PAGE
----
Employment law states that for the redundancy to be fair, an employer must consult with individual employees, so this must be done where the employee has been employed for more than 2 years and so has unfair dismissal rights.
The consultation process must be meaningful and, if appropriate, carried out in accordance with the contract of employment or employee’s handbook.
Redundancy consultation procedure for less than 20 employees
Where less than 20 jobs are to go, employees should be notified of the proposal to make redundancies with reasons and offered a consultation meeting.
Redundancy consultation procedure for 20 or more employees
The rules are stricter when 20 or more employees are at risk. Collective consultation must take place with either a representative of a recognised trade union or an elected representative of those facing potential redundancy.
The collective consultation process must begin at least 30 days before the notification of redundancies for dismissals of 20-99 employees or at least 45 days before if 100 or more employees are affected.
Employees should be made aware of the selection process and criteria.
They must also be told the number of proposed redundancies, the type of jobs which are at risk, the reason these jobs are no longer needed, the procedure that will be followed by the employer in completing the redundancies and how redundancy payments will be calculated.
The process must be completed before notices of redundancy are issued.
Failure to conduct a meaningful collective consultation can result in the employer having to pay compensation of up to 90 days’ pay for each employee.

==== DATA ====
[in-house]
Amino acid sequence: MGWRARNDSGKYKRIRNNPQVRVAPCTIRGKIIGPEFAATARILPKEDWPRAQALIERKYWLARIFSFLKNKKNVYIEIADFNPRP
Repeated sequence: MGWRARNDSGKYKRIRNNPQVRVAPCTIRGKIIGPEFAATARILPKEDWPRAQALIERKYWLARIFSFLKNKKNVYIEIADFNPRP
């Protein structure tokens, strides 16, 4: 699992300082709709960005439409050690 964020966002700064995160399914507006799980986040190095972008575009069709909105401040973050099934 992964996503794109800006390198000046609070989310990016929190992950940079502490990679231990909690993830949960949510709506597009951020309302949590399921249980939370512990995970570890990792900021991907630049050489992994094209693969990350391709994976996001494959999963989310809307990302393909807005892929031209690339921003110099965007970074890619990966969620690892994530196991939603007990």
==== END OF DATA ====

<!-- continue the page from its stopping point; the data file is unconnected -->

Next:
Considering whether suitable alternative employment is available
The employer must consider whether there another suitable job available for the employee. If so, the employee can have a trial period to decide whether the switch is viable. If the employee declines a suitable role, they may lose any entitlement to redundancy pay.
Making redundancy payments
Employees who have two years’ continuous service are entitled to statutory redundancy pay as follows:
- Half a week’s pay for each year of employment up to the age of 22;
- One week’s pay for each year worked between the ages of 22 and 40;
- One and a half week’s pay for each year over the age of 41.
The maximum that will be taken into account is 20 years, with a statutory maximum limit of a week’s pay (currently £538 per week). The maximum statutory redundancy pay after 5 April 2020 is £16,140.
Redundancy rights, to include payment rights, are not affected by the furlough scheme. This means that if an employee is made redundant while on furlough, they will still be entitled to the statutory redundancy payment, to be calculated with reference to pre-furlough pay levels.
If an employer wishes to avoid the redundancy process, an alternative is to enter into a settlement agreement with an employee. The employee would agree to leave and in return the employer would pay them, usually a higher sum than that to which they are entitled under redundancy legislation.
They may also agree certain terms within the agreement, such as not to work for a competitor and to keep any information about their employer confidential.
To find out more, see our article, Settlement agreements – everything you need to know.
Legal advice from a specialist firm
Redundancy law is complicated and mistakes can be costly. It is always advisable to take legal advice before starting the process and also if you are contemplating settlement agreements.
At Springhouse Employment Solicitors we have extensive experience of dealing with redundancy and offer specialist legal advice for employers. If you would like to discuss your situation and how best to proceed to protect your rights and interests, our experienced employment law solicitors will be happy to help. Contact us today by ringing 0800 048 5888 or fill in our contact form. Our team is ready to give you clear, accurate advice.